Background and aims. We wanted to investigate eight different geriatric assessment tests regarding the prediction of 1) a good recovery (ability to return to own home or transfer to further rehabilitation), and 2) a poor recovery (discharge to nursing home, hospice, acute hospitals or death) in elderly patients treated in a subacute geriatric hospital ward.
Methods. Consecutive 664 community-dwelling patients aged ≥ 70 years, transferred from acute medical and geriatric wards to a subacute geriatric ward were included. Demographic data and eight different geriatric assessment tests were recorded, and odds ratio for having a good versus poor recovery was assessed with logistic regression analysis.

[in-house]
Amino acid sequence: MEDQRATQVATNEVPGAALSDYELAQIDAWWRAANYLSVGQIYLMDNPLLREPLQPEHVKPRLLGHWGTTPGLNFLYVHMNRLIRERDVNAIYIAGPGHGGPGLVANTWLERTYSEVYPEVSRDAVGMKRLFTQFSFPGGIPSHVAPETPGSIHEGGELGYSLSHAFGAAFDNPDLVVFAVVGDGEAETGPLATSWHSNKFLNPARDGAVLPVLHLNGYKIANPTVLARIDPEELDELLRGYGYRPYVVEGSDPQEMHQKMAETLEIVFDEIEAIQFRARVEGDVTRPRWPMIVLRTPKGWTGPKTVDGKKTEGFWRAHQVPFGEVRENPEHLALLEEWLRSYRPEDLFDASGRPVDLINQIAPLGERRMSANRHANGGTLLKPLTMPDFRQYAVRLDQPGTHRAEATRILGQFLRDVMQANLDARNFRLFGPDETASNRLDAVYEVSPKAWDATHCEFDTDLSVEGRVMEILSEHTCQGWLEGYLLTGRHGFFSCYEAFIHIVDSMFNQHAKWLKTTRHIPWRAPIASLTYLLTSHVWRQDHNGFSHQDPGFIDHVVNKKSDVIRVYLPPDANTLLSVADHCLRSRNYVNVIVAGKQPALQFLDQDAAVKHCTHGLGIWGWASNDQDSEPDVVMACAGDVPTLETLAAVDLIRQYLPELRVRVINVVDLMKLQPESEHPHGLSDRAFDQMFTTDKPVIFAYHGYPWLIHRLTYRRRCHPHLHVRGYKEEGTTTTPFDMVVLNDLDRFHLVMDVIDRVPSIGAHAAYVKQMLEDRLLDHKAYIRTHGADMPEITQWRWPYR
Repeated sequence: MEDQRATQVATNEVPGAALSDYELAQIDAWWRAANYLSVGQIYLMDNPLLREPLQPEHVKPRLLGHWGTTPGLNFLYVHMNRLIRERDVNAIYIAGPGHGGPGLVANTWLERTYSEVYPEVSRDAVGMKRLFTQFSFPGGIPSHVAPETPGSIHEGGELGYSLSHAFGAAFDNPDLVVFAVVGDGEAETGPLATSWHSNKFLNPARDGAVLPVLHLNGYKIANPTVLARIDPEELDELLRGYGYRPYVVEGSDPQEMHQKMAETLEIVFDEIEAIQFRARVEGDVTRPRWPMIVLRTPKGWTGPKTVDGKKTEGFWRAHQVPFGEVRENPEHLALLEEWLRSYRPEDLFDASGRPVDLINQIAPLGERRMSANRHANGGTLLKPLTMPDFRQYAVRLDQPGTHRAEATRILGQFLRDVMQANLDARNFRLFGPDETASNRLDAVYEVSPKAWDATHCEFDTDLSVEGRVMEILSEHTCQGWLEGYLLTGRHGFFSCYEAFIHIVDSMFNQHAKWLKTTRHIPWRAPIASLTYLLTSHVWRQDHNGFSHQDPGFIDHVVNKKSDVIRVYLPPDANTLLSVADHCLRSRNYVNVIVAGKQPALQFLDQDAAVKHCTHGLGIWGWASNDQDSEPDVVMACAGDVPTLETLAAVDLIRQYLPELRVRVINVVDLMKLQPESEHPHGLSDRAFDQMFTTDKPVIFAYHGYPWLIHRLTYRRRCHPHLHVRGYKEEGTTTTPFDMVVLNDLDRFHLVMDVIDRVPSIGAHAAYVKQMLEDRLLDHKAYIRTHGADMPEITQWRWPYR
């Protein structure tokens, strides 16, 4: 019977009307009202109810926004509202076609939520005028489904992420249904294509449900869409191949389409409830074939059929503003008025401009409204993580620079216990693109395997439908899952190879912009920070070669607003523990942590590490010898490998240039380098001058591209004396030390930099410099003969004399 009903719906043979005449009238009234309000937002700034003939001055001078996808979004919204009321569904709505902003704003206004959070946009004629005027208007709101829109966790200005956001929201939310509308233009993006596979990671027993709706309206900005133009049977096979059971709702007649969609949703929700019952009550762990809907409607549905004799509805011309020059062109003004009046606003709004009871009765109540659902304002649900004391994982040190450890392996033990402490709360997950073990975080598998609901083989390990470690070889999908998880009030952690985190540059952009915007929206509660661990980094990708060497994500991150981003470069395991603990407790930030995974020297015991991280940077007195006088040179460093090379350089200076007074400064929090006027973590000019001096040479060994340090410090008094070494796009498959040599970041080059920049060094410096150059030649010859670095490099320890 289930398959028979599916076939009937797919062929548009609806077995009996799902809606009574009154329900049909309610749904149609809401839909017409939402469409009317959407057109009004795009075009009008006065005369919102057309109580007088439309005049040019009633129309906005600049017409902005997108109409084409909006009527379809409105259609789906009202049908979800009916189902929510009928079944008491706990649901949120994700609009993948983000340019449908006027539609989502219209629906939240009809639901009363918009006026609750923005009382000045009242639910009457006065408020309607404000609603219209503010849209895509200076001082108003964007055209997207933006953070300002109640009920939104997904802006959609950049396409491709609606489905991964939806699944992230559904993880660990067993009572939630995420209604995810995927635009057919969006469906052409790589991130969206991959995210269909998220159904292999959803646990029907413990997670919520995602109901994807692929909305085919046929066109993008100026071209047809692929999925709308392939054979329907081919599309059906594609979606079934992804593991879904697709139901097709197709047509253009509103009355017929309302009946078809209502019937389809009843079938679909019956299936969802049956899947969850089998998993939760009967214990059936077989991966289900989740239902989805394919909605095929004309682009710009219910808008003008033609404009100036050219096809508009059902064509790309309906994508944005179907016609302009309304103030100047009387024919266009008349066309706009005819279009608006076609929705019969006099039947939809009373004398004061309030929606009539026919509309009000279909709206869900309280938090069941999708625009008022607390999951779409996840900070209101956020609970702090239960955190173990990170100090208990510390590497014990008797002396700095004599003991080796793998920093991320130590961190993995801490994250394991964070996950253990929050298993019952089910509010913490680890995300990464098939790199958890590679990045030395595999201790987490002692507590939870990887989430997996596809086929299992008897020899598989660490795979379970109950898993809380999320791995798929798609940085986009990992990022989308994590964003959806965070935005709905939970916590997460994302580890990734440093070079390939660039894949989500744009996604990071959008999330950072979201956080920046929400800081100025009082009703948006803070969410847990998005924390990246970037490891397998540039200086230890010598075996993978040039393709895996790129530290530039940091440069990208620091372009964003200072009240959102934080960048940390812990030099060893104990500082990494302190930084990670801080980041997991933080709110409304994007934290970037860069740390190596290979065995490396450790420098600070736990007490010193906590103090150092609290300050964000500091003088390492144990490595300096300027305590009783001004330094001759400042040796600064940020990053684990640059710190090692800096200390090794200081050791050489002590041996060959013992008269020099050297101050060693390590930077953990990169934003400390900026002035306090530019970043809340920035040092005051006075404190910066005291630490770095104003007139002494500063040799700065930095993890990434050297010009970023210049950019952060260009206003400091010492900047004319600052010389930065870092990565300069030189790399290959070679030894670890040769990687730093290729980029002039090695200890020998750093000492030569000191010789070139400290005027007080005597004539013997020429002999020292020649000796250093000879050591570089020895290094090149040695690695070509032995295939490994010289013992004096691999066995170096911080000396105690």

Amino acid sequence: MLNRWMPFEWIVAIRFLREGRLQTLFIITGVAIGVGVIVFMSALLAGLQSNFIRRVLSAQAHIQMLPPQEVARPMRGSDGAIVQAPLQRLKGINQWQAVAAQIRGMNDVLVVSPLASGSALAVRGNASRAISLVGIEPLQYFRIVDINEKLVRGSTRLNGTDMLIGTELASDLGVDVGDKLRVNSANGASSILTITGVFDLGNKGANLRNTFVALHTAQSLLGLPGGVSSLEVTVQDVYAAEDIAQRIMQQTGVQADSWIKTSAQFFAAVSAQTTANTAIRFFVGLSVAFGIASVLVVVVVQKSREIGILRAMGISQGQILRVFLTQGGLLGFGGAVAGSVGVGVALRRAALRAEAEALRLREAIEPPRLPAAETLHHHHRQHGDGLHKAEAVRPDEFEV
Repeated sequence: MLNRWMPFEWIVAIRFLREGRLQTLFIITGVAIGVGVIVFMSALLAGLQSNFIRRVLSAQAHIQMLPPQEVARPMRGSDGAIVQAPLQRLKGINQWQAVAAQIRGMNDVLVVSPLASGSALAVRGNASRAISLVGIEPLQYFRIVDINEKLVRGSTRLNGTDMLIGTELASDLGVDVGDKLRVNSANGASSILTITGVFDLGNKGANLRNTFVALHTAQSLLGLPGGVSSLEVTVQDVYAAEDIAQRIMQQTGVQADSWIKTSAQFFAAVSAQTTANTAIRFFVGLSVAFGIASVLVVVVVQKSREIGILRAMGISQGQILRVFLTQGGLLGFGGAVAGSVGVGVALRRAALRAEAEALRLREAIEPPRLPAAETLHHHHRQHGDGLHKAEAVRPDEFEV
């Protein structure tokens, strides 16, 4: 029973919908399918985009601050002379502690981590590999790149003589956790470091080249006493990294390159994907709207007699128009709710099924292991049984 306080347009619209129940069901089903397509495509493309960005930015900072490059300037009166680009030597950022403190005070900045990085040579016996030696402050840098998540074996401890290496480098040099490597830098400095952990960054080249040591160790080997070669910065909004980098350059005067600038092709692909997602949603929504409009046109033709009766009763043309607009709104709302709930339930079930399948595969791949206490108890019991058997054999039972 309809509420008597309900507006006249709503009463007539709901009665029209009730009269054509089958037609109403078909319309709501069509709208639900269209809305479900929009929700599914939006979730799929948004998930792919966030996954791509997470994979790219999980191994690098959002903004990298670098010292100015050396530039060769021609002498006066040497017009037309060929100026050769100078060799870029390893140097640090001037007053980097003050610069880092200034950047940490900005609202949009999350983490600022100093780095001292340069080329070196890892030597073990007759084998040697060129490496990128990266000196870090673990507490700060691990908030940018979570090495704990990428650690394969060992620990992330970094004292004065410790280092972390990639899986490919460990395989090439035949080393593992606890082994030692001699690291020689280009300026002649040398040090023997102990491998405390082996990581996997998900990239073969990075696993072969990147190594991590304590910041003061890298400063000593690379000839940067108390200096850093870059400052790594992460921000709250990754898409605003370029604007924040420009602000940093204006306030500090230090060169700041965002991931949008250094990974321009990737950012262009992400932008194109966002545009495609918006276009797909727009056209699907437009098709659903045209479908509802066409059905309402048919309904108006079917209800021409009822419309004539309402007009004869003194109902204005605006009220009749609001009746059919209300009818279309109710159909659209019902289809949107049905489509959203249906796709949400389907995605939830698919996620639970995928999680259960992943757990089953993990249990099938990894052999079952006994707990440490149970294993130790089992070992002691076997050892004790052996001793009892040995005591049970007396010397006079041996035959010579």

Results. Improvement in Barthel index (OR = 6.77, 95% CI 3.41-13.45, p < 0.001) and the Tinetti scale (OR 4.58, 95% CI 2.36-8.89, p < 0.001), along with the absence of symptoms of depression (OR = 2.19, 95% CI 1.04-4.59, p = 0.04) and cognitive impairment (OR = 2.19, 95%CI 1.10-4.30, p = 0.02), were significantly associated with a good versus bad recovery in logistic multivariate regression analysis. Significant collinearity (R > 0.75, p < 0.001) was demonstrated between several of the functional assessment tests.
Conclusions. Functional assessments with Barthel index at admission to the subacute ward and one day before discharge, as well as evaluation with MMSE and GDS once during the stay in the subacute ward, gave the optimal prediction of short term recovery. Further assessment with other overlapping functional tests may be redundant.